11 Successful Sleep Tips During MenopauseOct 28, 2022
It’s bedtime. We love bedtime. After a busy day (what’s new), we’re tired and ready to fall into a deep, well-earned sleep. Two hours later, and we’re still struggling to fall asleep. When we finally do fall asleep, we wake up several times throughout the night. What gives?!
The culprit: menopause. During this time, you may be experiencing hot flashes or night sweats. These rather uncomfortable intense periods of heat will often wake you up. They are energizing due to this sudden heat and adrenaline rush, which also makes it harder to fall back asleep.
Menopause can also contribute to feelings of depression and anxiety. This results in a harder time falling asleep and also leads to an earlier morning awakening. When you don’t get a good night’s rest, you may feel more anxious or depressed. It’s an unwelcome cycle.
We know your frustration because we’re going through it as well. We’ve compiled our personal top tips to get a better night’s rest. Invest in yourself and you will sleep more soundly. Sounds heavenly.
OUR SUCCESSFUL 11 TIPS FOR BETTER SLEEP
- Set a strict bedtime and wake time and stick to it. Yes, this means no sleeping in on Sundays. But, this means you can get ahead for the day and are more likely to get a good restorative sleep.
- Exercise regularly. Working out in general leads to better sleep. It relieves stress and anxiety, promotes deep sleep, and tires you out. However, avoid strenuous exercise 2-3 hours before bedtime. Difficult workouts activate your nervous system and increase your heart rate and body temperature, in turn making it harder to fall asleep.
- No naps over 20 minutes during the day. This can interfere with your ability to fall asleep come bedtime. Not worth it.
- Stop drinking caffeine at least eight hours before bed. This ensures the stimulant effects of caffeine have mostly worn off.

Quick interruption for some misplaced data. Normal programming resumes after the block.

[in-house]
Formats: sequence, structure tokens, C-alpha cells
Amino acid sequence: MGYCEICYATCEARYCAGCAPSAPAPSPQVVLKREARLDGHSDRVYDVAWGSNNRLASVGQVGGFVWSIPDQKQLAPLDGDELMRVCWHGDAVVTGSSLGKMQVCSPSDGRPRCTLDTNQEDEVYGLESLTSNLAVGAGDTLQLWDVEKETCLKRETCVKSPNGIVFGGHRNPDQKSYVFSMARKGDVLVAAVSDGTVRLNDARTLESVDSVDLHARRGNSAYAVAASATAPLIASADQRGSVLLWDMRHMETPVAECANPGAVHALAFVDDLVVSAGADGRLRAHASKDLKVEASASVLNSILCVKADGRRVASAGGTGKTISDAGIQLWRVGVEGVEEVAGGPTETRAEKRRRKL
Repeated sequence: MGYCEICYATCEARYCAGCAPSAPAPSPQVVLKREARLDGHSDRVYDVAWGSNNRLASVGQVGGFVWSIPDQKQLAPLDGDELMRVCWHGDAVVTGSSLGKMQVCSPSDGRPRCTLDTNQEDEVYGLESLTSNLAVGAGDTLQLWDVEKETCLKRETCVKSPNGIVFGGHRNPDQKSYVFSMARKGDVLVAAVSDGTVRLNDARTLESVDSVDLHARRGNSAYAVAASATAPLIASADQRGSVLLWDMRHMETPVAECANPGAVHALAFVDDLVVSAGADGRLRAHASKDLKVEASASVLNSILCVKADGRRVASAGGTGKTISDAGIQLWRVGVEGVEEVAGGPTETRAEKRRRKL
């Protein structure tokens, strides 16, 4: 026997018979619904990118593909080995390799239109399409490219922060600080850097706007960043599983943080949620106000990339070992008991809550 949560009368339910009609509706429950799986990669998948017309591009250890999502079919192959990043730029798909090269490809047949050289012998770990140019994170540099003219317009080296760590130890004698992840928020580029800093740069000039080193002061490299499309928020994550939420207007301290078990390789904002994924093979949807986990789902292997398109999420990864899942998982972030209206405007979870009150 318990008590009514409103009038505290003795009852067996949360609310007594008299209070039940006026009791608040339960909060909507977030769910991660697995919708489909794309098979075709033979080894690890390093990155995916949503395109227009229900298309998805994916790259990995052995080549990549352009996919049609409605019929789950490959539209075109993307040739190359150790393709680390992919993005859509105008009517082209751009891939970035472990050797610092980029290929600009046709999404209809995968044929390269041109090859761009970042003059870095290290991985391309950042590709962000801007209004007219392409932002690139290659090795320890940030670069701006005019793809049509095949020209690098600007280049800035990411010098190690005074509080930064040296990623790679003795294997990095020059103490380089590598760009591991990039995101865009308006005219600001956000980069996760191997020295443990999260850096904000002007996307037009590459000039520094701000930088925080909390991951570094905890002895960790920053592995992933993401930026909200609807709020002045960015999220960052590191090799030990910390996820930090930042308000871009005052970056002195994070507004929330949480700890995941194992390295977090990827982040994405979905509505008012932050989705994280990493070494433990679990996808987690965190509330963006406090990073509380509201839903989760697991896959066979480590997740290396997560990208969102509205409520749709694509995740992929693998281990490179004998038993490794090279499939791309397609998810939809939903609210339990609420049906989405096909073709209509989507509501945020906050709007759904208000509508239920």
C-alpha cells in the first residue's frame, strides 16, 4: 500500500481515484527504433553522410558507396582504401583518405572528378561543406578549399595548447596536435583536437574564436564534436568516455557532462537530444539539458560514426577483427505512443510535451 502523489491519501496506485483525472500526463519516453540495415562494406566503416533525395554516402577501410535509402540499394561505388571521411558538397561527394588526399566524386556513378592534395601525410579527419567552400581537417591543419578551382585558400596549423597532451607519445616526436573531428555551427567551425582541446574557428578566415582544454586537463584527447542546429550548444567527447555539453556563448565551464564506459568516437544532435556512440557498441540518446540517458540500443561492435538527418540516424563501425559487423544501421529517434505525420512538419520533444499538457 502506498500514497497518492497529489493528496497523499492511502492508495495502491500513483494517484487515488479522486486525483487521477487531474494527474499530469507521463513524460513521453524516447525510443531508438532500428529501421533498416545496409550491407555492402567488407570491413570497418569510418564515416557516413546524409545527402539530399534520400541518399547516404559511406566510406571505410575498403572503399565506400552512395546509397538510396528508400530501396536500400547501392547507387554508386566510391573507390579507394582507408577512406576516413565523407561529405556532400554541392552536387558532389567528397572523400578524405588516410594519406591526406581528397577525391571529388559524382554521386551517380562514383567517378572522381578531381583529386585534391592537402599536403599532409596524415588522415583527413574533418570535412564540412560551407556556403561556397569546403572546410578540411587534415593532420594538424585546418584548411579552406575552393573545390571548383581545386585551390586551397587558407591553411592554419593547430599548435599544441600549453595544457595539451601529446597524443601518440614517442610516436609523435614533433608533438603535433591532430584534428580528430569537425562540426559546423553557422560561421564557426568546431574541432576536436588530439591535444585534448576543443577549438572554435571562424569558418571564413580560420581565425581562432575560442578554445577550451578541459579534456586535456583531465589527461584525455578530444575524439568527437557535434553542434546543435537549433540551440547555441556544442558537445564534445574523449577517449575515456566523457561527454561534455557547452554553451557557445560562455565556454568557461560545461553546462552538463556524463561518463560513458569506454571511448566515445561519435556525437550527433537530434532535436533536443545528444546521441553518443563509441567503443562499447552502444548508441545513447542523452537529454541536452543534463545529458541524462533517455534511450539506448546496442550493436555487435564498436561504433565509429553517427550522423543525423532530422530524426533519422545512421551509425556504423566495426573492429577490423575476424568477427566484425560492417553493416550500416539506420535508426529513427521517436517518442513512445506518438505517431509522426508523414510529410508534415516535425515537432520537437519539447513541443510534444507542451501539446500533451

- Steer clear of alcohol before bed. It may trigger hot flashes, mood swings, or insomnia. Also, as the sedative effects of alcohol wear off, you may experience fragmented sleep. Instead, enjoy a cup of decaffeinated tea.
- Avoid eating spicy or acidic foods, as these can trigger hot flashes. Food can still be flavorful without being spicy :).
- Don’t eat large meals later in the evening, as these can lead to indigestion, heartburn, or acid reflux. How uncomfortable! Dinner should be your smallest meal of the day.
- Turn off all electronics at least an hour before bedtime. The blue light from your screens trick your brain into thinking it’s daytime. You then release less of the sleep hormone melatonin. We don’t want this to happen!
- Create an optimal sleeping environment. We find it best to have a cool and well-ventilated bedroom, a comfortable bed with lighter fabrics like cotton, a medium-hard pillow, and lightweight, loose PJs. We also like a very dark room with no noise.
- To combat feelings of anxiety, meditate before bed. You can also practice deep breathing techniques (box breathing or 4-7-8 breathing), read a book, or listen to soothing music. You want to partake in a calming activity that brings you comfort.
- If you experience a hot flash in the middle of the night, have a set routine to help you fall back asleep. Stay in bed in the dark so you don’t wake yourself up even more. Reach for your glass of ice water you set on your bedside table to prepare for this inevitable hot flash. You can also have an extra pair of lightweight PJs close by.
There you have it!
We don’t want you to feel overwhelmed. Start with the three or four tips that you think will make the most difference for your sleep quality and duration. Work your way up to practicing all nine tips for better sleep. It will become a habit in no time.
You got this, all you ROCKin women!